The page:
Then we will find, as Chambers points out, that in a time of crisis “not only does God’s grace stand by us, but our own nature also.” 

Times of difficulty will reveal habits—both the unhealthy and the healthy. The question then becomes: what are you going to do about the unhealthy habits? 

First Reaction

“…Be patient in trouble, and keep on praying” (Romans 12:12).

When trouble comes, is our first response “I’ve got to do something” or “I’ve got to pray”?

Let’s make prayer our first reaction, not our last resort.

Amen!

Reversing The Distress Cycle

God wants you to live in a place where your heart has unshakable security and tranquility. The Hebrew word is shalom, and the Bible gives us a “Shalom Cycle” that keeps us centered and grounded in God’s peace. 

But the Shalom Cycle begins to break down when…

  • …gratitude is replaced by grumbling 
  • …trust in God’s future grace is replaced by unbelief
  • …taking our worries to God is replaced by self-reliance

Anxiety causes our mind to race through all sorts of “what if” scenarios. My friend Josh Schram points out, “There are no benefits at all to having anxieties!” 

The disciples of Jesus were in an anxiety-producing situation—they were in a boat going through stormy seas. Jesus was in the boat with them, but He was sound asleep. Instead of going to Jesus with their worries, the disciples tried to get themselves out of the situation. As they did, the “what ifs” began to mount. 

What if the boat sinks … What if we get smashed on the rocks … What if not everyone can swim … What if (gasp!) Jesus doesn’t make it out alive … What if … What if… WHAT IF?!?

Until finally they screamed at Jesus, “Don’t You even care?!” 

Sadly, their last thought was to go to Jesus, instead of making Him their first thought. 

But Jesus cared more than they knew. Years later, Peter—who was in this storm-tossed boat—wrote, “Casting all your cares—all your anxieties, all your worries, and all your concerns, once and for all—on Him, for He cares about you with deepest affection, and watches over you very carefully (1 Peter 5:7).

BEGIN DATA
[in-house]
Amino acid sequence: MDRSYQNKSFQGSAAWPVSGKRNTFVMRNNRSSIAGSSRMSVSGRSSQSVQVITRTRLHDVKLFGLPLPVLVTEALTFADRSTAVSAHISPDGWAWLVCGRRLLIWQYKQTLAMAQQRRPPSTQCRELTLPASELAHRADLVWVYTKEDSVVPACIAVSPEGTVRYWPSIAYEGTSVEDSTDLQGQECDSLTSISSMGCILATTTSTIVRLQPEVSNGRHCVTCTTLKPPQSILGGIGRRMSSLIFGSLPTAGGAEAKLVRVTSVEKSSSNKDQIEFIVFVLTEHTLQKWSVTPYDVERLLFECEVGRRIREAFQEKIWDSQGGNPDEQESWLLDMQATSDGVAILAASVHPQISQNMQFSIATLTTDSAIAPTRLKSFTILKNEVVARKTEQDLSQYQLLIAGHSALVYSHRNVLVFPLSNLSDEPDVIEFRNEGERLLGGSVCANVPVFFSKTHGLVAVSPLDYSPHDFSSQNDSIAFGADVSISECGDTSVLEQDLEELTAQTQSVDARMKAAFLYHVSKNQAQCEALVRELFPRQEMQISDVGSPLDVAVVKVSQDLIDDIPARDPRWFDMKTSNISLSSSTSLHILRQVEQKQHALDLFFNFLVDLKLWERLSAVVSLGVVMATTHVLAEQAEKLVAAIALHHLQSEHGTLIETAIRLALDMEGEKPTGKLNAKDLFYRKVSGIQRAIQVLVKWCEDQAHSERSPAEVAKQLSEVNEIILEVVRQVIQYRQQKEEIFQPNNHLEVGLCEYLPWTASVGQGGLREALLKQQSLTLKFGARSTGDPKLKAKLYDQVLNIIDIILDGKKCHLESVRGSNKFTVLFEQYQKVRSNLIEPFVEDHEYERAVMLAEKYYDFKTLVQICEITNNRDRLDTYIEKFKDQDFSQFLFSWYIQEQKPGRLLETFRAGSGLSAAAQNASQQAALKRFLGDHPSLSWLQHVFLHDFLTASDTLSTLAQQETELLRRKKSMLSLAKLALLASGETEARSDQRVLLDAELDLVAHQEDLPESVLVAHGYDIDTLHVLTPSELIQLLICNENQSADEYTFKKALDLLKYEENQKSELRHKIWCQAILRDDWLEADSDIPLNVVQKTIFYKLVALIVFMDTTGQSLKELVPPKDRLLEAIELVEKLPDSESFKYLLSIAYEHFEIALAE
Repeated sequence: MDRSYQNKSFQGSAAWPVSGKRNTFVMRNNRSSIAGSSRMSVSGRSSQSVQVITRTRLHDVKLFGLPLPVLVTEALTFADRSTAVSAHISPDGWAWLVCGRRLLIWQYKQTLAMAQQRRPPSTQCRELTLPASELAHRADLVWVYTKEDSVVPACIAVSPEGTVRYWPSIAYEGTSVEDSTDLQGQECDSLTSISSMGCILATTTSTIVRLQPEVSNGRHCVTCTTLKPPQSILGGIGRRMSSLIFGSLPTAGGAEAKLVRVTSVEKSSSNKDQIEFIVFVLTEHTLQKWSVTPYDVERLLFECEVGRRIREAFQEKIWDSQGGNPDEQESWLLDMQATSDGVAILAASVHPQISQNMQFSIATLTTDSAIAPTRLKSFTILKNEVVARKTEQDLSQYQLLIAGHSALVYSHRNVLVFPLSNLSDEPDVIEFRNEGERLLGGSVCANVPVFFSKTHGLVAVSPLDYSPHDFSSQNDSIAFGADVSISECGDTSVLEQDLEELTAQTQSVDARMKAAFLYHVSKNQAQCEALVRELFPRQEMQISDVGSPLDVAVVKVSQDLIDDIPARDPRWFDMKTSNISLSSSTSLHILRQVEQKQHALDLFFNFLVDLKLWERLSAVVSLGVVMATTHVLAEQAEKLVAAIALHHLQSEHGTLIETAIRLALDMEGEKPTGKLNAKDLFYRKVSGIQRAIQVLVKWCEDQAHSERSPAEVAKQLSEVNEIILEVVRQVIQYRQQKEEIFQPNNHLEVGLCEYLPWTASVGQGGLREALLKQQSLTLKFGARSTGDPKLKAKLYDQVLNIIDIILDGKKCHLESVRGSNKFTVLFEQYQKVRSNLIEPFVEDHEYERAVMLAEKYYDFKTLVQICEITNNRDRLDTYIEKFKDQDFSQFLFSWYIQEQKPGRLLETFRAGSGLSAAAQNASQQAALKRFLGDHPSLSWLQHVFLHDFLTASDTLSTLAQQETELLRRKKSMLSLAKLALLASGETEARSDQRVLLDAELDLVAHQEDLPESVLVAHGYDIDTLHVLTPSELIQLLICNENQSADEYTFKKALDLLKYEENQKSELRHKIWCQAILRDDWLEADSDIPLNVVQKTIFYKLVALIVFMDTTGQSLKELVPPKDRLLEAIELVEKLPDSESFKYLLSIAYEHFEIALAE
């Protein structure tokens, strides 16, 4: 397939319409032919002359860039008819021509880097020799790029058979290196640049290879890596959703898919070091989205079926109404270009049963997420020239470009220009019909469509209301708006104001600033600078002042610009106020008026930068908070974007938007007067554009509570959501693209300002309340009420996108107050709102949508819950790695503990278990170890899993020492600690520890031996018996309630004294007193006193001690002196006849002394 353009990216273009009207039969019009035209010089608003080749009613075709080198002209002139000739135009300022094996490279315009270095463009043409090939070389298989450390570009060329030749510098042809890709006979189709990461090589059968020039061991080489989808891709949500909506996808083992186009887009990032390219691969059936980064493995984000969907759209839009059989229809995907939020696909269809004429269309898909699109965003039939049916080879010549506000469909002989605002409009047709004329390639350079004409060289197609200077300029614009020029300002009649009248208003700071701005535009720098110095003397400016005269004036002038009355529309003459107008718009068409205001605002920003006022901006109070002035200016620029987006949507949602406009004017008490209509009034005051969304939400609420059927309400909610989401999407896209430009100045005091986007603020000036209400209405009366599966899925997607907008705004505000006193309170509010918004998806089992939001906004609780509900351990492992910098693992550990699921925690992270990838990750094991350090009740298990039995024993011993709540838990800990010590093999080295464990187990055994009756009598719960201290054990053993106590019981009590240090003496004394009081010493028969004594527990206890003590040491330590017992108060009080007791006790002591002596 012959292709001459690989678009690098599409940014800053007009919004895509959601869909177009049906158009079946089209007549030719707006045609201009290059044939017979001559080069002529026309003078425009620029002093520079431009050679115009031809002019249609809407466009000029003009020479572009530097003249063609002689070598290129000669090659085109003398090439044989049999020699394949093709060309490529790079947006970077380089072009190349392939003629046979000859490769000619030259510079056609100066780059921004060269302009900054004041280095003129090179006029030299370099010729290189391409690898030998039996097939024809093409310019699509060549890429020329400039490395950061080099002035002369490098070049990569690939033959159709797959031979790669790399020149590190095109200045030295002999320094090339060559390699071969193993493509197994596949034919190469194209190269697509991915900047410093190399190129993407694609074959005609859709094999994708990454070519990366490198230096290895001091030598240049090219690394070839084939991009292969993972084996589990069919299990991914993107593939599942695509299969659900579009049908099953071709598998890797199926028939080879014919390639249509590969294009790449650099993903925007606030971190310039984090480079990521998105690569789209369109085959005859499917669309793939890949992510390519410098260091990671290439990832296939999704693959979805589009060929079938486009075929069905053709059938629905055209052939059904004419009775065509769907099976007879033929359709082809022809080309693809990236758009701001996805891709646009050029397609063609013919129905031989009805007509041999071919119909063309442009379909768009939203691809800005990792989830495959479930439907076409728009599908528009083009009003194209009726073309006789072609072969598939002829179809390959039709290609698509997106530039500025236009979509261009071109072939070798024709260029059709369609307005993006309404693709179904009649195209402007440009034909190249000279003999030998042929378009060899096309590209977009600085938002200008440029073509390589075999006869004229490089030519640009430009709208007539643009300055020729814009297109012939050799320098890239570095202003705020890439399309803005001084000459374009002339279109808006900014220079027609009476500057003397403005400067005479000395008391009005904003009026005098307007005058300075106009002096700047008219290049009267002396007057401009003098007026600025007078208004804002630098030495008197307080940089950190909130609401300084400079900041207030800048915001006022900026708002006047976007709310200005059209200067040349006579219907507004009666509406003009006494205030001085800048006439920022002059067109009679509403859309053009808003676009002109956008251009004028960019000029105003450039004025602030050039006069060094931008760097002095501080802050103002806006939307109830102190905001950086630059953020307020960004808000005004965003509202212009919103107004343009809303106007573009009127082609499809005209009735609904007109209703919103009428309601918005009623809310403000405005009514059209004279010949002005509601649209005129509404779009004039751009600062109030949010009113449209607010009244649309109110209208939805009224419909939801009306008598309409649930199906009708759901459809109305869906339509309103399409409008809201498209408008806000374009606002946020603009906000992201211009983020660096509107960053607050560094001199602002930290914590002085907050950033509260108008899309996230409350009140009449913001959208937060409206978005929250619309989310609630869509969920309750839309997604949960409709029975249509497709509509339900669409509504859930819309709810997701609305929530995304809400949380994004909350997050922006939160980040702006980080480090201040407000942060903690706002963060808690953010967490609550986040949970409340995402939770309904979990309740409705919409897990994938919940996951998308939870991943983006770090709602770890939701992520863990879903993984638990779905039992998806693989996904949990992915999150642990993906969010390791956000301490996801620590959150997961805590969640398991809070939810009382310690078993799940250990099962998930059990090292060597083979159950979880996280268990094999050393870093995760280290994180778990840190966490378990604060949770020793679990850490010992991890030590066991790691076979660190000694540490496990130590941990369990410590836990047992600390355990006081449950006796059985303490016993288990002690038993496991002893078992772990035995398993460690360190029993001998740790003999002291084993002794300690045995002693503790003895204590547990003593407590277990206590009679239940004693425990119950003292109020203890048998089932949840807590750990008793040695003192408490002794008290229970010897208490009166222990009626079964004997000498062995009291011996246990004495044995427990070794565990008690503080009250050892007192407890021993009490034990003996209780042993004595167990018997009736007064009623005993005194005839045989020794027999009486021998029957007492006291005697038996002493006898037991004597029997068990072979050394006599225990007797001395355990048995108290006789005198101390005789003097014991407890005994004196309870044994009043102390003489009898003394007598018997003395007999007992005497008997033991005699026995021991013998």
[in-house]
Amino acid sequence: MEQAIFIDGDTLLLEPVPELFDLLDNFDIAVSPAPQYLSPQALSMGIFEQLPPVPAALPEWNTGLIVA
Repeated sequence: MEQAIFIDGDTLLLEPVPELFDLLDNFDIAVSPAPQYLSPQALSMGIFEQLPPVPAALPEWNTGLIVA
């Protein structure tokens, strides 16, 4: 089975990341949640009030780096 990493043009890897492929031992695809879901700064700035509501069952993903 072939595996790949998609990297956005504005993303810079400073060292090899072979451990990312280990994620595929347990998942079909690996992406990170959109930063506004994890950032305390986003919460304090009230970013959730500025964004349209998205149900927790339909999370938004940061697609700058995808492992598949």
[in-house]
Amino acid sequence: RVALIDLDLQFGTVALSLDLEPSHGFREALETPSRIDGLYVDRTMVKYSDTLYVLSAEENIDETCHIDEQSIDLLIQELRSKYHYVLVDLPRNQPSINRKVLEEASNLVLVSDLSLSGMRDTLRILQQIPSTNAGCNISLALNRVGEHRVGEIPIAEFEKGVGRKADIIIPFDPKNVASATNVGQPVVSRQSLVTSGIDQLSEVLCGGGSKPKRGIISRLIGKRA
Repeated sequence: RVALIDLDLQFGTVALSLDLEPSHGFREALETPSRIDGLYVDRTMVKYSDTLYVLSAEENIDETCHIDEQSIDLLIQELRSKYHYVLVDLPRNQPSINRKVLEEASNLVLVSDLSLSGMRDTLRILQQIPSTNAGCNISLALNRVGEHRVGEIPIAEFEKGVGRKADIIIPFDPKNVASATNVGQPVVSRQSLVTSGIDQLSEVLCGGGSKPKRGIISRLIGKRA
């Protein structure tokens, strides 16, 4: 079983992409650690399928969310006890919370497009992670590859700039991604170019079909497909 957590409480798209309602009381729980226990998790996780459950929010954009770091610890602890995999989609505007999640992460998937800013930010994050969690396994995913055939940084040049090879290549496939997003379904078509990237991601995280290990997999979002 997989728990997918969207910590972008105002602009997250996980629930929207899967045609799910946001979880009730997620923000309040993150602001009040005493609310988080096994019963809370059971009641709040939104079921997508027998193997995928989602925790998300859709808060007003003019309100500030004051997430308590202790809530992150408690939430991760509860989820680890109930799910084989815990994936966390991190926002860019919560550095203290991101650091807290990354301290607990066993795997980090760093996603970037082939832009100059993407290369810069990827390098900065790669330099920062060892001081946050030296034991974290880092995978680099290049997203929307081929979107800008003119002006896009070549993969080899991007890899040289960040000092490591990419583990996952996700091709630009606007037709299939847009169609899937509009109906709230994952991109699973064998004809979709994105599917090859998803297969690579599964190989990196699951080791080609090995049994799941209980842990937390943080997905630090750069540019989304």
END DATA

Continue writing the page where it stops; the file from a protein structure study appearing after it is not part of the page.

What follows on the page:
Not—only your big concerns. 

Not—most of your concerns. 

But—ALL of your concerns; every single thing that robs you of even a moment’s peace. 

“Jesus, do You even care?” And Jesus responds with a loving, resounding, “YES! I care about every single thing that causes you anxiety, and worry, and care. Give them all to Me!” 

Paul wrote, “Don’t worry about anything; instead, pray about everything. Tell God what you need, and thank Him for all he has done” (Philippians 4:6). 

If we allow the Shalom Cycle to break down, the inevitable result in the exact opposite: The Distress Cycle

 

The arrows are going the wrong way, and we’re being pulled farther and farther down. We need an about-face, a 180-degree-turn, a new direction. The Bible has a word for this: repentance. Instead of the wrong direction, turn around and go the right direction: 

  • Instead of anxiety—prayer
  • Instead of worry—worship
  • Instead of tests—testimonies 

“Jesus is more concerned about changing our hearts than about changing our circumstances. He uses our circumstances to change our hearts, IF we will trust Him.” —Josh Schram

A Prayer For The New Year

“Especially would we make mention of the goodness of the Lord during another year. Each believer here has trodden a different pathway to some it has been a very smooth road, to others a very rough climb: to some a deep descent into the valley of sorrow and humiliation. But Thou hast led Thy people by a right way. With all the twisting of the wilderness march, we are persuaded that when Thou leadest us about, still we go the nearest way. Thou knowest best, and oftentimes to retreat is to advance, and to be beaten back is to make surest headway. We would again in the recollection of the whole year, whatever it may have been, lift up the song of grateful praise, raise another stone of help to record the loving-kindness of our God.

“And now do we hoist sail and draw up anchor to sail into another year. O Thou blessed Pilot of the future as of the past, we are so happy to leave all to Thee; but in leaving all to Thee we have one wish, and it is that Thou wouldst in the next year glorify the Father’s name in us more than in any other year of our lives. Perhaps this may involve deeper trial, but let it be if we can glorify God. Perhaps this may involve the being cast aside from the service that we love; but we would prefer to be laid aside if we could glorify Thee the better. Perhaps this may involve the ending of all life’s pleasant work and the being taken home—well, Thy children make no sort of stipulations with their God, but this one prayer ascends from all true hearts this morning, ‘Father, glorify Thy name.’” —Charles Spurgeon